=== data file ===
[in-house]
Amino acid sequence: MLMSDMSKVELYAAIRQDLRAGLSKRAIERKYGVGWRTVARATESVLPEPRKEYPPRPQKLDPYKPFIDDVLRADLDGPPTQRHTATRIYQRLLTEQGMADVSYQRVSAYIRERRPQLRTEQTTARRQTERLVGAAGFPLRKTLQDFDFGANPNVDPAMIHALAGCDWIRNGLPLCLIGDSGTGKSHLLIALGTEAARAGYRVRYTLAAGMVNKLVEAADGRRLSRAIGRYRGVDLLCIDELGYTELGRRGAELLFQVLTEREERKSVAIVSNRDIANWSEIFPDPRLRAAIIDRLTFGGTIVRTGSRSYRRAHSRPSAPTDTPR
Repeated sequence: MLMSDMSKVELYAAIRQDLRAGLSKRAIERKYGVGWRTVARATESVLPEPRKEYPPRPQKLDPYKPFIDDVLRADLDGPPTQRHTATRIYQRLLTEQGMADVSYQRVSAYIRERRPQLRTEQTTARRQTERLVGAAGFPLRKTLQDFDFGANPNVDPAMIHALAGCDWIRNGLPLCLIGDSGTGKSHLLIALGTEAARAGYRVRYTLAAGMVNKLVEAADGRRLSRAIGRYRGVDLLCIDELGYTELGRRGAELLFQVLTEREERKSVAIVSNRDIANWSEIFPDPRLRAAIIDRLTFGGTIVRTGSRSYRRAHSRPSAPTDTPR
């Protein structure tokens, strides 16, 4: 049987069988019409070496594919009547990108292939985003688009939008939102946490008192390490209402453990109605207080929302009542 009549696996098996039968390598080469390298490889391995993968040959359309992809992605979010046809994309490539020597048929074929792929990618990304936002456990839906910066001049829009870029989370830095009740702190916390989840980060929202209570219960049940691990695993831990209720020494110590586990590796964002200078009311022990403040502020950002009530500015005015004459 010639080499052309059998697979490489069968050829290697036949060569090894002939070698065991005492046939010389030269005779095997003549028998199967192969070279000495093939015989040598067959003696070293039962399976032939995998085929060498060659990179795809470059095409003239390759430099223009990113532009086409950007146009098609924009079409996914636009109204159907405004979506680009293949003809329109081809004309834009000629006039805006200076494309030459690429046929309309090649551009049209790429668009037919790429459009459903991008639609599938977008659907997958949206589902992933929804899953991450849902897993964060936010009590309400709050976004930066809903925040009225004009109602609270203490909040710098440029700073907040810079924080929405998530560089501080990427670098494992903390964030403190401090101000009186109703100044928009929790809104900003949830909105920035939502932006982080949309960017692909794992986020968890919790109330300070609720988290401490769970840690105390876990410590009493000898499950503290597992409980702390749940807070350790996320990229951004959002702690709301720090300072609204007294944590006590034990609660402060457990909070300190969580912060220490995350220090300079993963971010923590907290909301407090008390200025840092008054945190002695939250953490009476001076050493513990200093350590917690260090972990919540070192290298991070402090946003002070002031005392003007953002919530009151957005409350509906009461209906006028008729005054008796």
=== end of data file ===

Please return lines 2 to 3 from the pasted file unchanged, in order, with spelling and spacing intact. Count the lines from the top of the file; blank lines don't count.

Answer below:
Amino acid sequence: MLMSDMSKVELYAAIRQDLRAGLSKRAIERKYGVGWRTVARATESVLPEPRKEYPPRPQKLDPYKPFIDDVLRADLDGPPTQRHTATRIYQRLLTEQGMADVSYQRVSAYIRERRPQLRTEQTTARRQTERLVGAAGFPLRKTLQDFDFGANPNVDPAMIHALAGCDWIRNGLPLCLIGDSGTGKSHLLIALGTEAARAGYRVRYTLAAGMVNKLVEAADGRRLSRAIGRYRGVDLLCIDELGYTELGRRGAELLFQVLTEREERKSVAIVSNRDIANWSEIFPDPRLRAAIIDRLTFGGTIVRTGSRSYRRAHSRPSAPTDTPR
Repeated sequence: MLMSDMSKVELYAAIRQDLRAGLSKRAIERKYGVGWRTVARATESVLPEPRKEYPPRPQKLDPYKPFIDDVLRADLDGPPTQRHTATRIYQRLLTEQGMADVSYQRVSAYIRERRPQLRTEQTTARRQTERLVGAAGFPLRKTLQDFDFGANPNVDPAMIHALAGCDWIRNGLPLCLIGDSGTGKSHLLIALGTEAARAGYRVRYTLAAGMVNKLVEAADGRRLSRAIGRYRGVDLLCIDELGYTELGRRGAELLFQVLTEREERKSVAIVSNRDIANWSEIFPDPRLRAAIIDRLTFGGTIVRTGSRSYRRAHSRPSAPTDTPR